“Though Thailand is a constitutional monarchy and the king has only limited formal political power, he is highly influential and is revered by the Thai public after more than 5o years on the throne. Armored vehicles seen moving in the capital bore ribbons of bright yellow, a color associated with the monarchy, news agencies reported.”—closing paragraph of the September 20, New York Times article on the latest Thai coup in which the Thai military took control of Bangkok, ousted the prime minister, suspended the constitution, and declared martial law.
Less than two weeks ago, Paul Handley (whose book, The King Never Smiles, was banned by the Thai government) wrote a prescient piece in the Asia Sentinel about the escalating power struggle between King Bhumibol Adulyadej and Thai prime minister Thaksin Shinawatra.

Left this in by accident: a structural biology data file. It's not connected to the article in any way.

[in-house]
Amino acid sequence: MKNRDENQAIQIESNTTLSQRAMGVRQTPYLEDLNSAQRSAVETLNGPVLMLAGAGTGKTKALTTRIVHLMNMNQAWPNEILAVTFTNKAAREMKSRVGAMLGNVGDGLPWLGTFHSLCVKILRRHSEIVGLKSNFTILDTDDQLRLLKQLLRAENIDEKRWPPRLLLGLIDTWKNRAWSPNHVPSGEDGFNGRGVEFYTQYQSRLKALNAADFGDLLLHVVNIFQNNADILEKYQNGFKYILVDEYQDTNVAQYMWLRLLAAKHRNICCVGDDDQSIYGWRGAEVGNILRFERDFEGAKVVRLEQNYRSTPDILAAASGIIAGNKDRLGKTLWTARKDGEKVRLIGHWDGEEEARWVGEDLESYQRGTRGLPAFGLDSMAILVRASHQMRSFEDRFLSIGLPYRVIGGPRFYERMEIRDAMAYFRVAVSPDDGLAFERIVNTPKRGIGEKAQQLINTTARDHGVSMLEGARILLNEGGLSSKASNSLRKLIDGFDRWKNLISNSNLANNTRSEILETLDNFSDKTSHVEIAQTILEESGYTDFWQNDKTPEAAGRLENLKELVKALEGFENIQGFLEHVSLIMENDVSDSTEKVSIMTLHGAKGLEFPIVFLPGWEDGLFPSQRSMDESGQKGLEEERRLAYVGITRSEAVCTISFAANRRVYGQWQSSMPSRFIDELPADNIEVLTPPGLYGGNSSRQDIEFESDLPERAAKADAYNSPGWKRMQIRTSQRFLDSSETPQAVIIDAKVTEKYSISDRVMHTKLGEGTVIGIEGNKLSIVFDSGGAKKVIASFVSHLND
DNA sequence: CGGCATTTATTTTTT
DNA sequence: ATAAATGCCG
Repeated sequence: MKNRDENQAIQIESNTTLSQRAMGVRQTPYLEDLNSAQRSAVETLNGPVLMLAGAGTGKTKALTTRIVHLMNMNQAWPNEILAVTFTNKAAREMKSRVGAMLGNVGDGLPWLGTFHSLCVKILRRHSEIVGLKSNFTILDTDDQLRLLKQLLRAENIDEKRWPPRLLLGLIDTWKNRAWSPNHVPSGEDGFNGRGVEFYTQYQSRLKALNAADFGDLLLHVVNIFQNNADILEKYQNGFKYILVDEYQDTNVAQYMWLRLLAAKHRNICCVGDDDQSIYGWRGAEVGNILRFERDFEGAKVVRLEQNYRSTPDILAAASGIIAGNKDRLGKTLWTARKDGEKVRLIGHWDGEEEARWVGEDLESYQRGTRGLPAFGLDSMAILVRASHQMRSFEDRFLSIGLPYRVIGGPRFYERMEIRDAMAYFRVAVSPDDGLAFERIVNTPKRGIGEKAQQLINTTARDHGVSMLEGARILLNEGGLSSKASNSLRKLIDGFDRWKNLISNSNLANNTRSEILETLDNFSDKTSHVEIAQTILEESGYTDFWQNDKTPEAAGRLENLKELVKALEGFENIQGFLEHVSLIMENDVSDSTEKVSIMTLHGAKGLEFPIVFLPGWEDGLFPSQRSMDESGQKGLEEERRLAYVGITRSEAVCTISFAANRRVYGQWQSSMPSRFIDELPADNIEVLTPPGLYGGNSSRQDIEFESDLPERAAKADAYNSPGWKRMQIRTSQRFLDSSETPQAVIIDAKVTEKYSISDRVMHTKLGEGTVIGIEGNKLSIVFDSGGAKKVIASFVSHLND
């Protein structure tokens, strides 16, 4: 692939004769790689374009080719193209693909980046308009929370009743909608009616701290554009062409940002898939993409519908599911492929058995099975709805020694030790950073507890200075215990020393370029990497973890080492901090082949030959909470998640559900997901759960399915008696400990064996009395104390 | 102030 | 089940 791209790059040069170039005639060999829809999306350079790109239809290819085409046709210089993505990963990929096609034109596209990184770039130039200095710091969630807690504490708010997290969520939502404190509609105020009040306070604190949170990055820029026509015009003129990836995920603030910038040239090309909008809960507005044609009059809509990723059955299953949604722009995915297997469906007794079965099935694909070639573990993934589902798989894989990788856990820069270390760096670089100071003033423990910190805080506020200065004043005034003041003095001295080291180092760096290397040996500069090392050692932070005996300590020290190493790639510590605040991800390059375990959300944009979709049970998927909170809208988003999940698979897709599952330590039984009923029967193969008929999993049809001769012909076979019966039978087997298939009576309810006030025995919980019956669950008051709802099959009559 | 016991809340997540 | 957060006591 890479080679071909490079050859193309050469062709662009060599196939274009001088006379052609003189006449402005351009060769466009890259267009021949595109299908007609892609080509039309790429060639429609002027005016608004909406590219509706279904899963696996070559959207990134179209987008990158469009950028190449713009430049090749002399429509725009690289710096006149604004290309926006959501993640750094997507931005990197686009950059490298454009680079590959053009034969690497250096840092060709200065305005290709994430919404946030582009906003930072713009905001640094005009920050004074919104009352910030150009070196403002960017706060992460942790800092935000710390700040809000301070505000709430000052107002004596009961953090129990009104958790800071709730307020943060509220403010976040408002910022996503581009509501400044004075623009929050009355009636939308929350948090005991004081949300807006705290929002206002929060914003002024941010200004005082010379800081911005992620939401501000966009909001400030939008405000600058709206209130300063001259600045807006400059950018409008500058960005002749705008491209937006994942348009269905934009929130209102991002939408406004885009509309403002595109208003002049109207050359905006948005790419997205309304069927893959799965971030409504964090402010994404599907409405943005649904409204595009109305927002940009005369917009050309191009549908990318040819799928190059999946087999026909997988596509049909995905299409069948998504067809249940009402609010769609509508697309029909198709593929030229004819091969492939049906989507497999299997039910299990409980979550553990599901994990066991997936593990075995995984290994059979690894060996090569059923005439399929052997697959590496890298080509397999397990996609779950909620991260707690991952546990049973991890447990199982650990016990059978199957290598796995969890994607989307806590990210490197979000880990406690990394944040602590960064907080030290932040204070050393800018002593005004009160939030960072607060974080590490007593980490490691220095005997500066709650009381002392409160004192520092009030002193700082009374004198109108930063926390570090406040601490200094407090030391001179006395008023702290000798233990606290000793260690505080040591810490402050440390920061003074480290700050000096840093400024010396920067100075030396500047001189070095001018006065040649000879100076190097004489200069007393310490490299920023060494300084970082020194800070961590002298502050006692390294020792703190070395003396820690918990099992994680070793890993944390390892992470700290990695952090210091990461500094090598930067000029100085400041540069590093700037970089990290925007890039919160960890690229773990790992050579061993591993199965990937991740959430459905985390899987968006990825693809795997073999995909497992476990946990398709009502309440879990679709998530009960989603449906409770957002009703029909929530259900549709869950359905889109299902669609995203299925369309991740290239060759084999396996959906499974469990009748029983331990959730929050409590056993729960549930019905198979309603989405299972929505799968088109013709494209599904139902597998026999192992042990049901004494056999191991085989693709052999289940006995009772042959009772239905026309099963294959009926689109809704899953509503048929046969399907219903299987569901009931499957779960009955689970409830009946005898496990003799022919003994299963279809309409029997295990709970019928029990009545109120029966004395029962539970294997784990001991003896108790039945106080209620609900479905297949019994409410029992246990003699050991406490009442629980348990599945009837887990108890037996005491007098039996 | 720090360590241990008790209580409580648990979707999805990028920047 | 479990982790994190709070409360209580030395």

It provides some valuable insight into yesterday’s coup d'état:
[Prime Minister Thaksin’s refusal to disappear from the scene] has left the monarchy [ ] to fall back on the military, where the prime minister and Prem have vied to keep their own men in power. This came to a head in July when Prem – the king’s top advisor – dusted off his military uniform to level a threat of an army coup against Thaksin's government. As bad is Thaksin is, this took Thailand back decades, when coups were the accepted method of changing the government.
Prem and Bhumibol will almost surely win this battle. With his allies dropping out from his Thai Rak Thai party, Thaksin could be replaced by either weak surrogates or the hapless Democrats in the elections to come. In whatever case, the government will not be a strong one and the palace will get its way on what it thinks matters.
Read a pdf excerpt from The King Never Smiles.